How we look after the uplands of West Yorkshire

New trees in tree guards on an upland landscape with blue skies

Restoring our landscape for nature, people and climate change.

Looking after the breath-taking uplands of West Yorkshire is a crucial part of our work at the National Trust. Working with our partners Yorkshire Water and the Woodland Trust, we want to restore these precious habitats to benefit nature, people and the climate.

Our work focuses on restoring peatlands, planting trees and reducing flood risk. We’ve already achieved huge things at our first project together at Gorpley reservoir, near Todmorden, planting over 110,000 trees to form part of the White Rose Forest. We’ve also created 860 leaky dams and restored 350 hectares of upland landscape. Now we want to see more of our land benefit from restoration like this.

Over 100,000 trees have been planted at Gorpley, West Yorkshire
New trees in tree guards on an upland landscape with blue skies
Over 100,000 trees have been planted at Gorpley, West Yorkshire

Together, Yorkshire Water and the National Trust are the largest landowners in Yorkshire. We’ve been working together as partners since 2019 to improve catchments for people, nature and to heal climate harm.

Creating new woodlands for nature and people

Take a walk on a moorland or upland area, and you may catch a glimpse of a small shrub or tree in a clough or valley. Species such as rowan thrive in the harsh climate of the South Pennines, but many trees have disappeared due to years of pollution from the industrial revolution and changes to farming methods.

Across National Trust and Yorkshire Water land, we want to restore these native areas of woodland. We’re working hand in hand with our partners at the Woodland Trust to ensure the right trees are planted in the right place.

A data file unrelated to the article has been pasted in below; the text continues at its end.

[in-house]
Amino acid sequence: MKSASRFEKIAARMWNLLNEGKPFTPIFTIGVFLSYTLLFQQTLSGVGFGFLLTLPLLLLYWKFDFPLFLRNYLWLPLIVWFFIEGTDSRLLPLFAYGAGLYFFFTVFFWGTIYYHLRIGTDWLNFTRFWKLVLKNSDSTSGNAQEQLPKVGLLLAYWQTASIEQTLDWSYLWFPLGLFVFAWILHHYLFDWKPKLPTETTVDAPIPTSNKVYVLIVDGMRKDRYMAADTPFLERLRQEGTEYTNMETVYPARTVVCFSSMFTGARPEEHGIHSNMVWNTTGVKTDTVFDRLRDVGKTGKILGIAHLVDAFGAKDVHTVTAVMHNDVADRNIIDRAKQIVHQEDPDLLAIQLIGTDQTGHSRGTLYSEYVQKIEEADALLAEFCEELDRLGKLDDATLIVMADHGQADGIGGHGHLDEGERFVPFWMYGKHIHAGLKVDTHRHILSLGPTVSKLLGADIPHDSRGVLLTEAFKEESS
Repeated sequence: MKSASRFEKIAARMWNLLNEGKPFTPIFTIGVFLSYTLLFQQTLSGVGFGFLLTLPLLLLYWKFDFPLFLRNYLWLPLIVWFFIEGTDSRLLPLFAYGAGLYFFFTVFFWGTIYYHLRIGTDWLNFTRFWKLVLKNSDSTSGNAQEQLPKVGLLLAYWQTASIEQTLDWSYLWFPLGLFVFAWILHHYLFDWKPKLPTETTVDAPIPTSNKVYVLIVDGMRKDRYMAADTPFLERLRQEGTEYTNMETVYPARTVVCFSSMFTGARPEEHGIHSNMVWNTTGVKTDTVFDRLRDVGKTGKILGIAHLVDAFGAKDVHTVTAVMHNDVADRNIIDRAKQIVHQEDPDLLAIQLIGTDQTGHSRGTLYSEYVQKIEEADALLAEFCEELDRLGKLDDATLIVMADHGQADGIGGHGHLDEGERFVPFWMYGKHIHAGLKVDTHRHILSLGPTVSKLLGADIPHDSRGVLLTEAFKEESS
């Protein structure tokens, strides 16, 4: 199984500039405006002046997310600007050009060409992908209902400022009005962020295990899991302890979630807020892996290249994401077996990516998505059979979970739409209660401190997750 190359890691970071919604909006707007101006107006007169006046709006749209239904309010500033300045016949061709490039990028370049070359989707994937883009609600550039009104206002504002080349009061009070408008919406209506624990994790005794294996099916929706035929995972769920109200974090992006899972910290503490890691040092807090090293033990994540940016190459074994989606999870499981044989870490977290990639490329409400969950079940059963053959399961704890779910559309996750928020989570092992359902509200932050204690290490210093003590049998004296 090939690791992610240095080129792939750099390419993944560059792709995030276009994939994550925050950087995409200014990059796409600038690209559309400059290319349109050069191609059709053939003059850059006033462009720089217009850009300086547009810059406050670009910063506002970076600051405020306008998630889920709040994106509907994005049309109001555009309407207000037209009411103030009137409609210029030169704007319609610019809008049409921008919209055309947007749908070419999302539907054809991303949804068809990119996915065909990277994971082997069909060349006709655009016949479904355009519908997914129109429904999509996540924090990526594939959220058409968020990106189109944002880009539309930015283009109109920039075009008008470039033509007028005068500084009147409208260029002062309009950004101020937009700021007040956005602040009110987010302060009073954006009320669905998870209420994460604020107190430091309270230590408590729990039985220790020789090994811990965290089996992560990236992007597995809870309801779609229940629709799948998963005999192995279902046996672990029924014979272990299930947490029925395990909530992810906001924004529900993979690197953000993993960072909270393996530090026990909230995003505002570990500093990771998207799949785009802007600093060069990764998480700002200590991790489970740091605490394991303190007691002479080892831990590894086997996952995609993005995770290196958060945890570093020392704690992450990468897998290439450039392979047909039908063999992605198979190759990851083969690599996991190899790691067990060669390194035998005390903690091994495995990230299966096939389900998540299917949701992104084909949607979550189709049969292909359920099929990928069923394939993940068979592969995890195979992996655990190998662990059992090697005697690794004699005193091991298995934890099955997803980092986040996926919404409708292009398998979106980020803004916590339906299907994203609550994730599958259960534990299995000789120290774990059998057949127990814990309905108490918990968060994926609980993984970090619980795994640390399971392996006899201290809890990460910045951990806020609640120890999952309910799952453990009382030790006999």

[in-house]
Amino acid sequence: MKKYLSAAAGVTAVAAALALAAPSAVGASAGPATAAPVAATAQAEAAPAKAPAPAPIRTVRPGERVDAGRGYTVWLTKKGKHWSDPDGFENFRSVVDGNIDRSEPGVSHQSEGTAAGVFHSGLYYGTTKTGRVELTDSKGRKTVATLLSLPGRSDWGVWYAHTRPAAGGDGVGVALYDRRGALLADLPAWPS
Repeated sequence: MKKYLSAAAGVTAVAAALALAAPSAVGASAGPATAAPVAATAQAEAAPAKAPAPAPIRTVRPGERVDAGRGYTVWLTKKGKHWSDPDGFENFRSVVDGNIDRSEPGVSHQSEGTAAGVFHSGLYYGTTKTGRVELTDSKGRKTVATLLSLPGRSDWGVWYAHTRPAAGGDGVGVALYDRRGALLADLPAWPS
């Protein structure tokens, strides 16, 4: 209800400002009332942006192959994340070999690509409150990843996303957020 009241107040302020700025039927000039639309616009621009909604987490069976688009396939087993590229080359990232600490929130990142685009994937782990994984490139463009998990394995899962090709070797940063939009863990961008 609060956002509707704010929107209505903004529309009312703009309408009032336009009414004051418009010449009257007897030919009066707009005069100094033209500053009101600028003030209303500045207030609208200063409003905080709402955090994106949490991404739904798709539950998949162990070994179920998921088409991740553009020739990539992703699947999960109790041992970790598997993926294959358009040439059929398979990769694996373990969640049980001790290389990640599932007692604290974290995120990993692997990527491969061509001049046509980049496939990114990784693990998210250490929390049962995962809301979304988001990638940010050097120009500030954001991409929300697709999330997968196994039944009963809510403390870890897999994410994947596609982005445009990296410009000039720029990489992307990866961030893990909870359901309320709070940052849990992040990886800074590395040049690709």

Creating new woodlands doesn’t just benefit nature, it also brings benefits for people to. As we start our tree planting plans, we’ll be working with the local community to make sure these woodlands become a space for recreation too.

Video

Tree planting in West Yorkshire

We've planted thousands of native trees with our partners at Yorkshire Water, The White Rose Forest and The Woodland Trust as part of our commitment to combat climate change.

Reducing flood risk the natural way

Our work will have multiple benefits, one of which is reducing flood risk to downstream communities. When we plant trees in cloughs and valleys, this slows the flow of water over our land. The newly created woodlands will also help improve soil stability and create a home for wildlife.

Leaky dams also slow water run-off, allowing it to soak slowly into the soil. Slowing the flow of water can help turn our uplands back into healthy, thriving habitats.

Building timber leaky dams.
Volunteers build timber leaky dams on Marsden Moor in the sunshine
Building timber leaky dams.

Restoring precious peatlands

Peat is a vital tool in our fight against climate change. Healthy peat bogs trap carbon, locking it underground, storing even more carbon than forests. However, degraded peatlands can have the opposite effect, releasing carbon into the atmosphere.

By building leaky dams, planting sphagnum moss and reducing soil erosion, we can restore these peatlands to healthy, boggy uplands once more.

Not only do healthy peat soils trap carbon, they also act like giant sponges, slowing the flow of water. This reduces both flood risk and fire risk.

The National Trust and Yorkshire Water are working closely with organisations like Moors For The Future, who are leading pioneering research into how to look after peat bogs in the South Pennines.

Re-wetting the moorland helps reduce fire risk
A soggy area of ground on Marsden Moor under blue skies
Re-wetting the moorland helps reduce fire risk

Next steps

Our project work in the Upper Calder catchment has already begun, with initial studies on key sites including areas around Marsden and Ripponden. Next, we’ll be carrying out full peat surveys and breeding bird surveys, to give us the detail we need for the next stage.

Get in touch to find out more about the project; marsdemoor@nationaltrust.org.uk

 

A pile of lots of different sized sticks and logs at Hardcastle Crags

Slow the Flow - Natural Flood Management at Hardcastle Crags

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